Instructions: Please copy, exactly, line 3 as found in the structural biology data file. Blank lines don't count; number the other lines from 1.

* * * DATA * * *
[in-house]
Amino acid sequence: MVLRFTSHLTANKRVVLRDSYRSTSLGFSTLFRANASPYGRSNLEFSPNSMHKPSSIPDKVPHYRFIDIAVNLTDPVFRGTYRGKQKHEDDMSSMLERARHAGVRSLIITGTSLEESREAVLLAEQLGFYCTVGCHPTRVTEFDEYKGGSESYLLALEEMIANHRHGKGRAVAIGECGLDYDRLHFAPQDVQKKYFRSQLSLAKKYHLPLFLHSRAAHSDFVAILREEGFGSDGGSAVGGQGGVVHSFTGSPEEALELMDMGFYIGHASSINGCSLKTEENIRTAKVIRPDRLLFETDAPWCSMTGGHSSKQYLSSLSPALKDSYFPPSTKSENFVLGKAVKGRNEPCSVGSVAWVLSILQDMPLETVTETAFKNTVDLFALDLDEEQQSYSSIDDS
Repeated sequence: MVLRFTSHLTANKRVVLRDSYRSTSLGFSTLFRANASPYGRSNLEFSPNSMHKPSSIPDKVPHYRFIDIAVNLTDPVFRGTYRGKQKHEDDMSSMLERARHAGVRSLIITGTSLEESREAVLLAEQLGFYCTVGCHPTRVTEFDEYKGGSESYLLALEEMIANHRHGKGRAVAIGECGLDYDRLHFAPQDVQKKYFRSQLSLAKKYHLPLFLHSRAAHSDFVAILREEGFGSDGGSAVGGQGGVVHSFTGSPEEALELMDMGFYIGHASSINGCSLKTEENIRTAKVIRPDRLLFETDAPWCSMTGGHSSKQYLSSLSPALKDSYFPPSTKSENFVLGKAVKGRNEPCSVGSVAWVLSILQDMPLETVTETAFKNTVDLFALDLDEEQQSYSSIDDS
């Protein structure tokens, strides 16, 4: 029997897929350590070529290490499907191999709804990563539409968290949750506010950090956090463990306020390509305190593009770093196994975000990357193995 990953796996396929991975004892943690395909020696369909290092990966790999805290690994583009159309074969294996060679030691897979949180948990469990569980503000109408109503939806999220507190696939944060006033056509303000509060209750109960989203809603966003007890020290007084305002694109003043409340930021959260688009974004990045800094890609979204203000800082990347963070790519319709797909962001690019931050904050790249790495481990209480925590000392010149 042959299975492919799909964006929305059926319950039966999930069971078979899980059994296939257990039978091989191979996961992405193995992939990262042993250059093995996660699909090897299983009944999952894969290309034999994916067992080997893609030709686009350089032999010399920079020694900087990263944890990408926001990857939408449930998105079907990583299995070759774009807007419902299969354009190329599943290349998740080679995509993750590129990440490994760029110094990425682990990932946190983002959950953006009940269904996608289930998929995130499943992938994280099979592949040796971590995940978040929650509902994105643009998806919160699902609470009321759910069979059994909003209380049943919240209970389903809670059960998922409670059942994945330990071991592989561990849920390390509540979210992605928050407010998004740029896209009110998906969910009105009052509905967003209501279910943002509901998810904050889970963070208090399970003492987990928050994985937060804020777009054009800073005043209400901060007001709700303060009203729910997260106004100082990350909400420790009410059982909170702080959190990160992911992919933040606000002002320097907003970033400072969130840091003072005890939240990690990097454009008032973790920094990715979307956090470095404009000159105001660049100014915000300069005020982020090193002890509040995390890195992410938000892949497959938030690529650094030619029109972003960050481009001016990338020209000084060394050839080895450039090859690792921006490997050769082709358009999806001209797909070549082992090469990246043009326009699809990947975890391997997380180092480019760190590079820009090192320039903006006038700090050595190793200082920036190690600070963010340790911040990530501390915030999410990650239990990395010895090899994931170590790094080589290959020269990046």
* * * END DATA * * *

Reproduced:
Repeated sequence: MVLRFTSHLTANKRVVLRDSYRSTSLGFSTLFRANASPYGRSNLEFSPNSMHKPSSIPDKVPHYRFIDIAVNLTDPVFRGTYRGKQKHEDDMSSMLERARHAGVRSLIITGTSLEESREAVLLAEQLGFYCTVGCHPTRVTEFDEYKGGSESYLLALEEMIANHRHGKGRAVAIGECGLDYDRLHFAPQDVQKKYFRSQLSLAKKYHLPLFLHSRAAHSDFVAILREEGFGSDGGSAVGGQGGVVHSFTGSPEEALELMDMGFYIGHASSINGCSLKTEENIRTAKVIRPDRLLFETDAPWCSMTGGHSSKQYLSSLSPALKDSYFPPSTKSENFVLGKAVKGRNEPCSVGSVAWVLSILQDMPLETVTETAFKNTVDLFALDLDEEQQSYSSIDDS